News 16.03.2021

Legal opinion criticises democratic deficits of CETA

  • Free trade agreements

CETA’s Committees can make far reaching decisions on health, consumer, and environmental standards behind closed doors without democratic control. foodwatch warns of the potential negative impact on EU citizens. 

The trade agreement between the EU and Canada has serious democratic deficits, says a legal opinion by Prof. Dr. Wolfgang Weiß, published by foodwatch. 

In particular, the opinion stresses the serious lack of democratic control and transparency of the CETA committees. In the secret meetings of the committees, representatives of the

Canadian government and the EU Commission can make far-reaching decisions, for example on hygiene controls of meat imports or the recognition of the equivalence of pesticide safety  standards. The committees can therefore make important decisions on health and consumer protection in Europe without the democratic control of European or national parliaments.

The European Parliament cannot co-decide; it is only informed. There are also no other mechanisms of parliamentary or public accountability of the CETA committees for their decisions.
Prof. Dr. Wolfgang Weiß Professor of International Law at the University of Speyer

CETA jeopardises consumer protection

CETA, is a so-called ”new generation” trade agreement that does not only reduce custom duties or subsidies, but also aims to reduce “non-tariff barriers”. These include consumer, health and environmental protection standards which are higher in Europe, compared to most of the rest of the world.

However, the decisions on the elimination of “non-tariff barriers” are not made by elected representatives, but by government representatives in the CETA committees. And, the EU cannot withdraw from these decisions unilaterally. Even if the EU Member States decided to improve  on safety standards for pesticides this rule could not apply to Canada’s products without Canada’s consent. Since rules that contradict CETA commitments are "automatically a violation of international law", CETA will "effectively freeze standards of protection", says Prof. Weiß’ legal opinion.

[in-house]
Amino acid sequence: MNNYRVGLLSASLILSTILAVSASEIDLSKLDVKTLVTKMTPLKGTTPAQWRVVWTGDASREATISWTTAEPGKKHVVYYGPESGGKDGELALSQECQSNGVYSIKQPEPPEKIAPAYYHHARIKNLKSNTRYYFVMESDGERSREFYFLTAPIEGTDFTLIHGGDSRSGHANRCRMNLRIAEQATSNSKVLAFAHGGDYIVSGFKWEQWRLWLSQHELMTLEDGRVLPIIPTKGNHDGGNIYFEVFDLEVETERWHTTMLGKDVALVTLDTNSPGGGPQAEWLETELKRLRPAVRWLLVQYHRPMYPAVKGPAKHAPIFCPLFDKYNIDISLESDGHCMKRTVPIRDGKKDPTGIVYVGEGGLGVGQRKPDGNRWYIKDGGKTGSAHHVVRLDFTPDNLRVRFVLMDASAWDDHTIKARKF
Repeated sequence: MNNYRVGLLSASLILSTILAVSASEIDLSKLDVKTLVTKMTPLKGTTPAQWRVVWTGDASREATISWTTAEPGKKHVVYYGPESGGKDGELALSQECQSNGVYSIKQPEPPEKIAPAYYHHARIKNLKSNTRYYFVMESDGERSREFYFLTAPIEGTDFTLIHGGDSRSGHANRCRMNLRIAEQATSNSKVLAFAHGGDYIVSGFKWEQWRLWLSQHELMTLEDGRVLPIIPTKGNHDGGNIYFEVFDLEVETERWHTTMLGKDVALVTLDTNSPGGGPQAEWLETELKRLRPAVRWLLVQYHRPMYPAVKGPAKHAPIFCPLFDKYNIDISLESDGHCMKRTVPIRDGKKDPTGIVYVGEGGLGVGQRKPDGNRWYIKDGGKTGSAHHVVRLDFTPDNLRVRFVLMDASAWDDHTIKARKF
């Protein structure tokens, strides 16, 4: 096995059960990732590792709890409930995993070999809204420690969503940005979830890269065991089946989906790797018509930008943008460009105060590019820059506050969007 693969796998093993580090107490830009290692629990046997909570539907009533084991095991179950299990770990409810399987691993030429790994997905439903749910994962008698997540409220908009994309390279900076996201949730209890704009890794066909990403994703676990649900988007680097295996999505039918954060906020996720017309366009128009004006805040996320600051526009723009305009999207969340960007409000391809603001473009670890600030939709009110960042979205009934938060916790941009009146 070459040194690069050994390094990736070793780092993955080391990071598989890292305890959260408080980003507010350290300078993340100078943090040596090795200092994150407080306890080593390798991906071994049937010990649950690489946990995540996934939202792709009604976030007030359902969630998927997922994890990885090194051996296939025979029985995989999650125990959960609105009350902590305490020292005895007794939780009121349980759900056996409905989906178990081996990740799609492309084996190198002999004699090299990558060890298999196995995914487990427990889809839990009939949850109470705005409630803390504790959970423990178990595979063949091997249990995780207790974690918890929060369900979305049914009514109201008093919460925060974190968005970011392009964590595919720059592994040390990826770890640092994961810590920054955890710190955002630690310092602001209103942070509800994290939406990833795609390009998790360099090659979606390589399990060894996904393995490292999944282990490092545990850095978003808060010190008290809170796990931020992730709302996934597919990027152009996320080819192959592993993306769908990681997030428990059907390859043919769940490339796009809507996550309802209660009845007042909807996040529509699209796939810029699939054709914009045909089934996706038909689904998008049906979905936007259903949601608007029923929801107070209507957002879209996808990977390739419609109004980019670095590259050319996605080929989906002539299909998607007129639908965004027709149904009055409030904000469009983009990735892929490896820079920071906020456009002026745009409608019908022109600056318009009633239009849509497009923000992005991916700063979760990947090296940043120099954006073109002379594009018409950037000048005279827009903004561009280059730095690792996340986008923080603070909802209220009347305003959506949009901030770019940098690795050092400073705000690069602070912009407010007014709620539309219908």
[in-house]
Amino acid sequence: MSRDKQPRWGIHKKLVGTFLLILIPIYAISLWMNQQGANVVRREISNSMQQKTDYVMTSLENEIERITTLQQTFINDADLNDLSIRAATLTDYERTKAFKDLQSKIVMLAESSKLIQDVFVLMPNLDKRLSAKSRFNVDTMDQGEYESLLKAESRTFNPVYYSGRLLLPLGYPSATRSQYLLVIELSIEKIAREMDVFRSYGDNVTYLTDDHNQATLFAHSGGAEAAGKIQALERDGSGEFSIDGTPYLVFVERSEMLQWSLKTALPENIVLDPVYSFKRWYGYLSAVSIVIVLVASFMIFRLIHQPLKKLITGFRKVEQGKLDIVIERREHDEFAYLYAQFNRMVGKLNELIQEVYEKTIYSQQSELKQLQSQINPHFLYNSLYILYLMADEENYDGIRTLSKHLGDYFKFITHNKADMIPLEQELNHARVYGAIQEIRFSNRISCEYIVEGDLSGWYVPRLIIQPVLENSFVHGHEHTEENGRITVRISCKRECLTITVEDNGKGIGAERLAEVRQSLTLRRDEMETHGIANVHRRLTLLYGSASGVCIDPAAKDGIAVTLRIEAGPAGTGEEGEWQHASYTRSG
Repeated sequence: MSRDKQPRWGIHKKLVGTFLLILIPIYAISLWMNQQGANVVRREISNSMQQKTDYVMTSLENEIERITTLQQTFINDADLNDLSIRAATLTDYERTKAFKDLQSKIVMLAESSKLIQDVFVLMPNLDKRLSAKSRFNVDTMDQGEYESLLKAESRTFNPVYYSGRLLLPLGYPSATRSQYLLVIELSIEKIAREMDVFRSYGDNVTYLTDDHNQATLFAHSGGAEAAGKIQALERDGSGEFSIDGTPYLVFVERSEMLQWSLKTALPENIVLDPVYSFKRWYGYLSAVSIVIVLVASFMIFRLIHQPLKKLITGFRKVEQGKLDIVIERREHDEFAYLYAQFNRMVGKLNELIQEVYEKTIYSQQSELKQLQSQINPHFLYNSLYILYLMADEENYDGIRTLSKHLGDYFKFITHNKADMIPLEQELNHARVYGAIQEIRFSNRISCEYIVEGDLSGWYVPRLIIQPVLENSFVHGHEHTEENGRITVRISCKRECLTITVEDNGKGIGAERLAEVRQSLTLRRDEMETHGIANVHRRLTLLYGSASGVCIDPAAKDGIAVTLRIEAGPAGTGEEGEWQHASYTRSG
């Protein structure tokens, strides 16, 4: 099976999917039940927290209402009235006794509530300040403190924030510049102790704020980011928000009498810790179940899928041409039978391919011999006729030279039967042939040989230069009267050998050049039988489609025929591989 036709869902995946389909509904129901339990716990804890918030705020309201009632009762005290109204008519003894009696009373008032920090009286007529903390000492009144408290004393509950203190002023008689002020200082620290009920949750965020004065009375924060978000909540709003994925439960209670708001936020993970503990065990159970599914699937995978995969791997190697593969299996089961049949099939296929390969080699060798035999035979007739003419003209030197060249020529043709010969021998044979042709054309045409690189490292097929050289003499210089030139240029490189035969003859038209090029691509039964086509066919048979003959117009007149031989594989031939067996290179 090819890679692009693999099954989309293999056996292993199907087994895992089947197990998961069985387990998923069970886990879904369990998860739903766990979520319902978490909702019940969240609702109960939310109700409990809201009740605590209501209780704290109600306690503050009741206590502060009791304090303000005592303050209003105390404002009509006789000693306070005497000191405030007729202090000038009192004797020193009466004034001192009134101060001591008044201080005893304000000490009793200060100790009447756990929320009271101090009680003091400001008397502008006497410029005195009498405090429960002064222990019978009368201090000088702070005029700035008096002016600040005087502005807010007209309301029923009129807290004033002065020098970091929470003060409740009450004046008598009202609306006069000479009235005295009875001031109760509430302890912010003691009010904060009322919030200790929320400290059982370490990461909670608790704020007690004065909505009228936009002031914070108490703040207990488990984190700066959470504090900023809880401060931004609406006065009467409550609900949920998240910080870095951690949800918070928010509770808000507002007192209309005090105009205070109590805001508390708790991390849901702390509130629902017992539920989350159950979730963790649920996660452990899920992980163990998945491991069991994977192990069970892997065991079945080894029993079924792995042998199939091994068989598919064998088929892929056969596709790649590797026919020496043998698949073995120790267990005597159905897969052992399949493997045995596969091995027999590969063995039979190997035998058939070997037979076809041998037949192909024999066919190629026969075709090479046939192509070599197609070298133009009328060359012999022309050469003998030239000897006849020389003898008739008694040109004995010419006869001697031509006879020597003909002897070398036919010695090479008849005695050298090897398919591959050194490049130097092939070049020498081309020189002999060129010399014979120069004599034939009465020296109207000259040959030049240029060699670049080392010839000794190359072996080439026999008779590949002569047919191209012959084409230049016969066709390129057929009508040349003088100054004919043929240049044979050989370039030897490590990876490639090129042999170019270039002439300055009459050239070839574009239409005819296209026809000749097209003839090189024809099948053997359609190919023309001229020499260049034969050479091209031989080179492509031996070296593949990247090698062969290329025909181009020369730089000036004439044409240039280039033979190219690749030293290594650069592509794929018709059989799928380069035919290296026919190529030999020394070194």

Another example are import controls on food. The responsible CETA committee has the right to change the frequency of import controls. "This means that the control standards could be lowered at any time in the future by decisions of the committee. (...) This would lead to insufficient health protection for consumers in the EU," warns Prof. Weiß.

If CETA finally enters into force, there is a risk that consumer and environmental protection standards will be frozen at a low level or even lowered - without elected representatives deciding on it.
Thilo Bode Founder and executive director of foodwatch

National parliaments in 12 EU Member States can still stop CETA! 

CETA has already been adopted by the European Parliament and the heads of government in the European Council. Since 2017 CETA is provisionally applied. Today, the ratification process is still pending in 12 EU Member States . If one single country says "no", CETA is off the table.

foodwatch is calling upon the national parliaments to vote with “NO” on CETA! By approving CETA, parliamentarians would give a blank cheque to the CETA committees to make far reaching decisions with potentially serious impacts on EU citizens. Politicians are literally disempowering themselves.

foodwatch calls strongly on parliamentarians: You are representing the interest of EU citizens – stop CETA while you still can!

Sources and further information:

Legal Opinion: Transparency, Decision-Making Powers and Democratic Accountability in CETA prepared on behalf of foodwatch by Prof. Dr. Wolfgang Weiss, University of Speyer